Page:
ONCE an icon of the city’s nightlife, now one of Newcastle’s worst eyesores, the former Jolly Roger Hotel has been formally marked for demolition.
Newcastle City Council has advised owners it intends to serve a demolition order for the buildings at the old Jolly Roger site, which includes the former Hunter Village shopping arcade stretching between King and Hunter streets.
The site is approved for a retirement complex, including a 17-storey tower, but the group behind the proposal revised its plans late last year.
Hunter King Developments wants to convert the site in the heart of the Civic precinct into a 265-unit residential complex.
In June last year, Chris Chapman from Hunter King Developments said the site could be cleared and construction could begin by the end of 2011 if the project was supported by the council.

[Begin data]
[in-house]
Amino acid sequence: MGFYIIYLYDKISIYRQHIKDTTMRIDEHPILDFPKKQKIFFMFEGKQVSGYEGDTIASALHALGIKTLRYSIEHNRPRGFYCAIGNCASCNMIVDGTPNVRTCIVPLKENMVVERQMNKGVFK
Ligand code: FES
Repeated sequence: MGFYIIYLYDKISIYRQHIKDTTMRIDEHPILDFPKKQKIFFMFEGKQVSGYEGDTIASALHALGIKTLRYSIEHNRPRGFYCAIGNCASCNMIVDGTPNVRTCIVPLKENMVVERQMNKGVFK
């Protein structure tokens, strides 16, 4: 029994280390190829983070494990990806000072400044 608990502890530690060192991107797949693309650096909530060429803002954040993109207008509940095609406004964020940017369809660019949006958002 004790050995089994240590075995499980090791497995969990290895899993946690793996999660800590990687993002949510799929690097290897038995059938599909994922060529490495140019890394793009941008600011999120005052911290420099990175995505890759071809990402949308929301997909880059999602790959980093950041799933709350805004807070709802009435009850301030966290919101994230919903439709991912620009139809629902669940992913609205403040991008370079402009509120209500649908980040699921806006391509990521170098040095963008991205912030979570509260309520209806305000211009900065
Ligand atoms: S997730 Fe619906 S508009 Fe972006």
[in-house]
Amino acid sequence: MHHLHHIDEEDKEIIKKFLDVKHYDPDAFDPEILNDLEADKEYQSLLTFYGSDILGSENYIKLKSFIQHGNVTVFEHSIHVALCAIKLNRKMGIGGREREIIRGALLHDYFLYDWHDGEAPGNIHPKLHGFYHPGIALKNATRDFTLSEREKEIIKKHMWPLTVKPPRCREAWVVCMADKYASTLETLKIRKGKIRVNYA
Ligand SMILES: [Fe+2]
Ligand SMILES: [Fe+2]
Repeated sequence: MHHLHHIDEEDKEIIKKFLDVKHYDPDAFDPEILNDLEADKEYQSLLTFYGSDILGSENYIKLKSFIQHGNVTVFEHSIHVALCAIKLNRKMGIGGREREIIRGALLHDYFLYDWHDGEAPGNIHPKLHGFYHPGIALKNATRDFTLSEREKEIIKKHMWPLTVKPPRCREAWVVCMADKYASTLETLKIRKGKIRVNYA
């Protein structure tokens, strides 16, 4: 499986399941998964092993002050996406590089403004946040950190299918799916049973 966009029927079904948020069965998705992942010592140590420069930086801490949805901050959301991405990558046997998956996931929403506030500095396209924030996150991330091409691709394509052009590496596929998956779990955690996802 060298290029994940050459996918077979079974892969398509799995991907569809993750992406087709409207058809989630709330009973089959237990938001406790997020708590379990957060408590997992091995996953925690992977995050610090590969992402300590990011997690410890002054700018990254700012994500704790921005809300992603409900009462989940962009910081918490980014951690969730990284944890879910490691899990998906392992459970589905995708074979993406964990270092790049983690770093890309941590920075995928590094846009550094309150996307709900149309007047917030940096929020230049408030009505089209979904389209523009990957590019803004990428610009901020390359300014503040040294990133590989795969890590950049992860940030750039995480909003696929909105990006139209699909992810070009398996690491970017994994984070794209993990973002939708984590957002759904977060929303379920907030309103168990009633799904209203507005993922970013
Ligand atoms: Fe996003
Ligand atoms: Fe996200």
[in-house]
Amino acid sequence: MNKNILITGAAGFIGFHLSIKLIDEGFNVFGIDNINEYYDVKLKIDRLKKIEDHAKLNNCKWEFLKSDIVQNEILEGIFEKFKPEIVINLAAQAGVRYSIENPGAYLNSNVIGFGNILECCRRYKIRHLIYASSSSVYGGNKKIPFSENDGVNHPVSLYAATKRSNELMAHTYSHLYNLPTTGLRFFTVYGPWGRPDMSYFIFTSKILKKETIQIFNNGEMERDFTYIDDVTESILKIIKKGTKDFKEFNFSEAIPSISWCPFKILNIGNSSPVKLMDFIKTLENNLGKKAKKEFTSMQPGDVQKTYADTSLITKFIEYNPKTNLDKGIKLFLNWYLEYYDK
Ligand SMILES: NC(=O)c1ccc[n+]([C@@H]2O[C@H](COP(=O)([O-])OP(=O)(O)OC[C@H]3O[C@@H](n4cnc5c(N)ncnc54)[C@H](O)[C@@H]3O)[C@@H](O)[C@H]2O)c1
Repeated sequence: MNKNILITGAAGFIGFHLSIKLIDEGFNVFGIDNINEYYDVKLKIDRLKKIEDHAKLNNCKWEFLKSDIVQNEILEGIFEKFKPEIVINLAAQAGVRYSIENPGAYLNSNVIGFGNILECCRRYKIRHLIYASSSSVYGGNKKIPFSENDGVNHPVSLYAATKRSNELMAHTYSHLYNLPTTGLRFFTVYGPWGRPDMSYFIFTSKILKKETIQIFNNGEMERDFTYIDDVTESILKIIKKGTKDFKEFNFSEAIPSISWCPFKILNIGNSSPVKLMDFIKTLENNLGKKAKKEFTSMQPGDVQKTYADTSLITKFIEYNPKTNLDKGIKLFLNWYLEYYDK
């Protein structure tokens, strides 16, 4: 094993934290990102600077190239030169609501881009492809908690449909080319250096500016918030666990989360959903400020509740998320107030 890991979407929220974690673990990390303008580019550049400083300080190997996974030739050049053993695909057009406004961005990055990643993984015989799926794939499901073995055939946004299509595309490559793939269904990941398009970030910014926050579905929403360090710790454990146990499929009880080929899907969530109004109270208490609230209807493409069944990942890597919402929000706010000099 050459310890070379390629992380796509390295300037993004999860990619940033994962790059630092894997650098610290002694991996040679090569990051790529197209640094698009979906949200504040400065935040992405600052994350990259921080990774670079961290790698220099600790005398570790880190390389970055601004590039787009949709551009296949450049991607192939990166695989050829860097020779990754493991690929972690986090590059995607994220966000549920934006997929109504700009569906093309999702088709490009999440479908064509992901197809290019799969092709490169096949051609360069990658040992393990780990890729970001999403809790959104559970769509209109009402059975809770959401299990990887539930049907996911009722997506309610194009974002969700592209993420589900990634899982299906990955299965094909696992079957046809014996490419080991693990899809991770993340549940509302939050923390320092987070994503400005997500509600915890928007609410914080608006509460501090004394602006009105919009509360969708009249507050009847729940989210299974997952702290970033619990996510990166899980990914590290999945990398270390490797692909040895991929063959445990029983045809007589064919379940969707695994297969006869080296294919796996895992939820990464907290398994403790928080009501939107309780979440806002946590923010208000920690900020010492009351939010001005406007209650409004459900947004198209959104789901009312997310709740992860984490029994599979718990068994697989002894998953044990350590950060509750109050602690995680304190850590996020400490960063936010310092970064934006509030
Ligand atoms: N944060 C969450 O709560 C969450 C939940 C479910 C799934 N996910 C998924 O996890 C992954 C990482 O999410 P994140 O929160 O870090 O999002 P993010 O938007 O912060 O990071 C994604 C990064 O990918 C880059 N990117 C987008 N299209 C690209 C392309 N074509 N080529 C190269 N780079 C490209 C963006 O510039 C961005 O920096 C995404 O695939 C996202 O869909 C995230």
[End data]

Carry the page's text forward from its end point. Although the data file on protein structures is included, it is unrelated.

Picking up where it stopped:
Mr Chapman said yesterday he was still waiting on approval from the council, which he hoped would come within the next three to four weeks.
‘‘I’ve got a firm quote to demolish the site and fence it,’’ Mr Chapman said.
‘‘We can be on site bowling it over within eight weeks of getting the DA approval.’’
Since closing, the hotel has become one of Newcastle’s ugliest and most maligned sites.
The council said it had received and investigated a number of complaints about the condition of buildings at the Jolly Roger site since October 2007.
The site has been used as a haven for squatters, boarded up several times, and is a magnet for vandals and arson attacks.
‘‘The condition of the buildings has deteriorated significantly over this time as a result of continuing vandalism, including arson, and from the partial demolition of the building,’’ a council spokeswoman said.